HAZWOPER Toxicology

SKU: C-1022Duration: 19 Minutes

Pay-per-view (PPV) format perfect for individual users.

Get immediate access to this interactive eLearning course online. Must be used within 30 days, expires 48 hours after launch.

Language:  English

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Course Details


Training Time: 19 minutes

Compatibility: Desktop, Tablet, Phone

Based on: 29 CFR 1910.120

Languages: English

A chemical's ability to cause adverse health effects in people or animals is indicated by its toxicity. The more toxic a substance is, the smaller the dose required to produce a damaging effect. This module will help you better understand toxicity and exposure limit information so you can prevent dangerous exposures.

Learning Objectives

  • Define toxicology and toxicity
  • Describe the factors that affect toxicity
  • List and describe the 4 main routes of chemical exposure
  • Describe the different types of effects from toxic chemical exposure
  • Describe how dose effects toxicity
  • Describe the dose-response curve
  • Describe what can happen when exposed to multiple chemicals
  • Describe how toxicity is measured
  • List the different types of exposure limits and describe their purpose

Key Questions

The following key questions are answered in this module:

What are the main routes of exposure to hazardous chemicals?
People can be exposed to chemicals through inhalation, absorption, ingestion, or injection.

What are acute and chronic effects?
Acute effects show up at the time of exposure or shortly after. Chronic effects are caused by repeated exposures over a long period of time. It can take years for symptoms to appear.

How is dose determined?
Dose is usually expressed as the amount of chemical per unit of body weight.

What is the dose-response relationship?
All substances are toxic if the dose is high enough. The relationship between the dose and the magnitude of its effects for a given route of exposure can be represented using a dose-response curve.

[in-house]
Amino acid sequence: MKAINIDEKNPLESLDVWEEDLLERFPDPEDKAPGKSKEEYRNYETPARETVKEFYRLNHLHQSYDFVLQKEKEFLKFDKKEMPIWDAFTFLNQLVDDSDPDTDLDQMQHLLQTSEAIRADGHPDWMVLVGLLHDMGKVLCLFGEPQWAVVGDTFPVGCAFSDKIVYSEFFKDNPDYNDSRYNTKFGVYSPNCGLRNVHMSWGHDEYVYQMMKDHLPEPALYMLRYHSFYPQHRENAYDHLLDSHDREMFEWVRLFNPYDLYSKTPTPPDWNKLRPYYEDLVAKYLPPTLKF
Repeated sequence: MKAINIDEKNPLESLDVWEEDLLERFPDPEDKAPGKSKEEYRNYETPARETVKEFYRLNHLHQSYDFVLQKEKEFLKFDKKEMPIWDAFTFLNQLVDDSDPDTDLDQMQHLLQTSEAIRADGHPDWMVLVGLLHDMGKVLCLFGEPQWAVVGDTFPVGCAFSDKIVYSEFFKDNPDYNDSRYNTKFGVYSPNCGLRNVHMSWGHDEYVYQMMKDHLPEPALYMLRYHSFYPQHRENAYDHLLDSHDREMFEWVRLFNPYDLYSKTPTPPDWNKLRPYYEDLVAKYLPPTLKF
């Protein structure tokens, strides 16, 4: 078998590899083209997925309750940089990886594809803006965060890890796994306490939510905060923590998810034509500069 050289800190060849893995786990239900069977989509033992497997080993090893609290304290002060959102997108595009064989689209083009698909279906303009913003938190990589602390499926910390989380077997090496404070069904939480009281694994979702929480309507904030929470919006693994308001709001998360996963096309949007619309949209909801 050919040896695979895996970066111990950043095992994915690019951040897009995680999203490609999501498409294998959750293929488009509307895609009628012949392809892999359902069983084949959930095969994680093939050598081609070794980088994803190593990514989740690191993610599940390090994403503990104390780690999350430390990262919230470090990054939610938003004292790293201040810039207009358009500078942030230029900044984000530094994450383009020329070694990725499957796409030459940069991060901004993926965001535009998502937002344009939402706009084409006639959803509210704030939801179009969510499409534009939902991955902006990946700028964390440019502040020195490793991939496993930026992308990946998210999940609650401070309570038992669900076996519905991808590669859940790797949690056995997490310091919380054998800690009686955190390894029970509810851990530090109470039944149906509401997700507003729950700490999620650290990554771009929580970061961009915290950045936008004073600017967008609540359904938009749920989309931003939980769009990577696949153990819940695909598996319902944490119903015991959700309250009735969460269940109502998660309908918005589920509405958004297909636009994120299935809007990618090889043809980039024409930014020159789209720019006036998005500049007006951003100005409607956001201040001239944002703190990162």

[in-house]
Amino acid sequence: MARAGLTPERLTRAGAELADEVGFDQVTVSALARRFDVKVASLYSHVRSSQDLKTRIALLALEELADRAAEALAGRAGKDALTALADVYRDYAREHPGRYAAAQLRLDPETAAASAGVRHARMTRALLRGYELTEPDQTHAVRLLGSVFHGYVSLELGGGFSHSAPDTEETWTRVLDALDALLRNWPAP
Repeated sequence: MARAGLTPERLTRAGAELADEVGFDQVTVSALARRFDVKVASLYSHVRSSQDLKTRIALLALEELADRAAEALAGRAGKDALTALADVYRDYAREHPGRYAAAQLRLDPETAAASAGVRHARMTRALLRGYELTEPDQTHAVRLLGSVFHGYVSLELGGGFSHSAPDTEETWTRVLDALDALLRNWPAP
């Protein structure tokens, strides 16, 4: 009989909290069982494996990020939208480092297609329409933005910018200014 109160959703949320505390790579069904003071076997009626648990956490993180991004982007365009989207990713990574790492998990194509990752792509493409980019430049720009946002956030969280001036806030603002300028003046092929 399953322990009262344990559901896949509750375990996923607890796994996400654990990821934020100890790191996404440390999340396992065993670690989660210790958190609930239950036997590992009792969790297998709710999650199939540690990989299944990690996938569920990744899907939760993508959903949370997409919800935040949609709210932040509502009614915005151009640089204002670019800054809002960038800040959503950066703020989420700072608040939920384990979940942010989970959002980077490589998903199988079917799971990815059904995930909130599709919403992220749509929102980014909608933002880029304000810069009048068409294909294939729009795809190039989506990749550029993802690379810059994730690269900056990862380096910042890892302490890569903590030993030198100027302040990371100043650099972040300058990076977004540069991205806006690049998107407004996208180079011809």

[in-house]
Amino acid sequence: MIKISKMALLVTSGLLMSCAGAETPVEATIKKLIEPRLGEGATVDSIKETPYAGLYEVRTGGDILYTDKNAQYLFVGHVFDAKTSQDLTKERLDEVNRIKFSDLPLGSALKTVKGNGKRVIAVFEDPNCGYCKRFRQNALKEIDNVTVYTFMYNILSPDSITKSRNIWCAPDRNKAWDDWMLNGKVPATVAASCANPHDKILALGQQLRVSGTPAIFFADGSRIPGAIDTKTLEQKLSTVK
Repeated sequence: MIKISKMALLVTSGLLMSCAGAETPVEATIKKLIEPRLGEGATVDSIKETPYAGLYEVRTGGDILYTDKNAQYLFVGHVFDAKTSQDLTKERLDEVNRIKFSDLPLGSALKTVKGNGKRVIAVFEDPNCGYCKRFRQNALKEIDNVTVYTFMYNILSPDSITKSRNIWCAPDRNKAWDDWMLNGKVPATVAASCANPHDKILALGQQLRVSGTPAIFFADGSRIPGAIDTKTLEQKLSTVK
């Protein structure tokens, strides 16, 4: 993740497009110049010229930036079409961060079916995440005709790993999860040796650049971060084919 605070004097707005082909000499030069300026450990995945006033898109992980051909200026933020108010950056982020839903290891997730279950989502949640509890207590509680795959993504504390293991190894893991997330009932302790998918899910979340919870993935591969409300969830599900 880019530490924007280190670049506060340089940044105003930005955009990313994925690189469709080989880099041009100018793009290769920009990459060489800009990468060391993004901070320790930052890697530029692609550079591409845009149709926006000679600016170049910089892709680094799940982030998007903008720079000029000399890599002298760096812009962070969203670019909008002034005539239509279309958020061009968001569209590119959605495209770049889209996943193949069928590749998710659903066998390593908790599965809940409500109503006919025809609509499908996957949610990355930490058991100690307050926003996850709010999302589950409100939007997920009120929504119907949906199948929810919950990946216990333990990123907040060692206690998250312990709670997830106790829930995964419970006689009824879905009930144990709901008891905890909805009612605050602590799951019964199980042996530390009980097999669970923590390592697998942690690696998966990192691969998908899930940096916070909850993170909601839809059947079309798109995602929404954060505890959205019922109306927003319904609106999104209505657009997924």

How is toxicity quantified?
Death is the typical response used to assess the relative toxicity of a substance. Toxicity can be expressed by LD50 or LC50 values, which represent the lethal dose (LD50) or concentration (LC50) required to kill 50 percent of a sample population.

Sample Video Transcript

Below is a transcript of the video sample provided for this module:

The toxicity of a hazardous chemical depends on many factors, including: • Physical form of the chemical • Route of exposure • Dose • Personal characteristics like genetics, age, gender, health, and exposure history The more toxic a substance is, the smaller the dose required to produce a damaging effect. Symptoms can be acute or chronic. Acute symptoms occur quickly after brief exposure. Chronic symptoms are typically the result of long-term exposure, and they generally last a long time. The severity of both acute and chronic symptoms can vary from mild to severe. Understanding toxicity and exposure limits will help prevent dangerous exposures.

Additional Resources

Use the additional resources and links below to learn more about this topic:

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